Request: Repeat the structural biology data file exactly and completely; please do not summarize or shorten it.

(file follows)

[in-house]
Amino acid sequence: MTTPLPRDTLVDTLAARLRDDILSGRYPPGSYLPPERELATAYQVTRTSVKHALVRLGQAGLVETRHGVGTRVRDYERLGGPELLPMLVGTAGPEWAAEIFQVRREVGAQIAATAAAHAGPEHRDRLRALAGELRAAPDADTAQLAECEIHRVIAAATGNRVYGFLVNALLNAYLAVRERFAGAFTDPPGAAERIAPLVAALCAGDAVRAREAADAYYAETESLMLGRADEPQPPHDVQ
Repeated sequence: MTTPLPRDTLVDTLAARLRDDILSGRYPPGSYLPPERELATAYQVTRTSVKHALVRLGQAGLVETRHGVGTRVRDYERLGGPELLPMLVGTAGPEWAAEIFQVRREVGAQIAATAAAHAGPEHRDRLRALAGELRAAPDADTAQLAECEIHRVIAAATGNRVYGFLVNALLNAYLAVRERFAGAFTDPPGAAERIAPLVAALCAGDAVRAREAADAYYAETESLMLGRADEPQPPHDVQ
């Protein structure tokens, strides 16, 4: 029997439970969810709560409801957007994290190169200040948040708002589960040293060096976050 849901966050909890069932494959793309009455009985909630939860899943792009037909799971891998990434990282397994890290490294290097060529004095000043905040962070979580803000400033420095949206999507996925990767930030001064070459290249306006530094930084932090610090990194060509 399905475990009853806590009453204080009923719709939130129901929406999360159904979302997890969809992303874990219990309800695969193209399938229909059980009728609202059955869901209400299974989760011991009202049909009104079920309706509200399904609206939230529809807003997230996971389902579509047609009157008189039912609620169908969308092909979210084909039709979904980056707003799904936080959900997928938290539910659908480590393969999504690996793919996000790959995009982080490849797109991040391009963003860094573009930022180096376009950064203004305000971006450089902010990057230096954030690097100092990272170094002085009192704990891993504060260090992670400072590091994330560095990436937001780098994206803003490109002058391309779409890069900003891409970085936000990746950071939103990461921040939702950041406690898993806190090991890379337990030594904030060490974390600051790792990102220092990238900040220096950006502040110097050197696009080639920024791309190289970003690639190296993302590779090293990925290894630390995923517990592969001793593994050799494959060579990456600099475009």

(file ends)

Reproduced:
[in-house]
Amino acid sequence: MTTPLPRDTLVDTLAARLRDDILSGRYPPGSYLPPERELATAYQVTRTSVKHALVRLGQAGLVETRHGVGTRVRDYERLGGPELLPMLVGTAGPEWAAEIFQVRREVGAQIAATAAAHAGPEHRDRLRALAGELRAAPDADTAQLAECEIHRVIAAATGNRVYGFLVNALLNAYLAVRERFAGAFTDPPGAAERIAPLVAALCAGDAVRAREAADAYYAETESLMLGRADEPQPPHDVQ
Repeated sequence: MTTPLPRDTLVDTLAARLRDDILSGRYPPGSYLPPERELATAYQVTRTSVKHALVRLGQAGLVETRHGVGTRVRDYERLGGPELLPMLVGTAGPEWAAEIFQVRREVGAQIAATAAAHAGPEHRDRLRALAGELRAAPDADTAQLAECEIHRVIAAATGNRVYGFLVNALLNAYLAVRERFAGAFTDPPGAAERIAPLVAALCAGDAVRAREAADAYYAETESLMLGRADEPQPPHDVQ
């Protein structure tokens, strides 16, 4: 029997439970969810709560409801957007994290190169200040948040708002589960040293060096976050 849901966050909890069932494959793309009455009985909630939860899943792009037909799971891998990434990282397994890290490294290097060529004095000043905040962070979580803000400033420095949206999507996925990767930030001064070459290249306006530094930084932090610090990194060509 399905475990009853806590009453204080009923719709939130129901929406999360159904979302997890969809992303874990219990309800695969193209399938229909059980009728609202059955869901209400299974989760011991009202049909009104079920309706509200399904609206939230529809807003997230996971389902579509047609009157008189039912609620169908969308092909979210084909039709979904980056707003799904936080959900997928938290539910659908480590393969999504690996793919996000790959995009982080490849797109991040391009963003860094573009930022180096376009950064203004305000971006450089902010990057230096954030690097100092990272170094002085009192704990891993504060260090992670400072590091994330560095990436937001780098994206803003490109002058391309779409890069900003891409970085936000990746950071939103990461921040939702950041406690898993806190090991890379337990030594904030060490974390600051790792990102220092990238900040220096950006502040110097050197696009080639920024791309190289970003690639190296993302590779090293990925290894630390995923517990592969001793593994050799494959060579990456600099475009």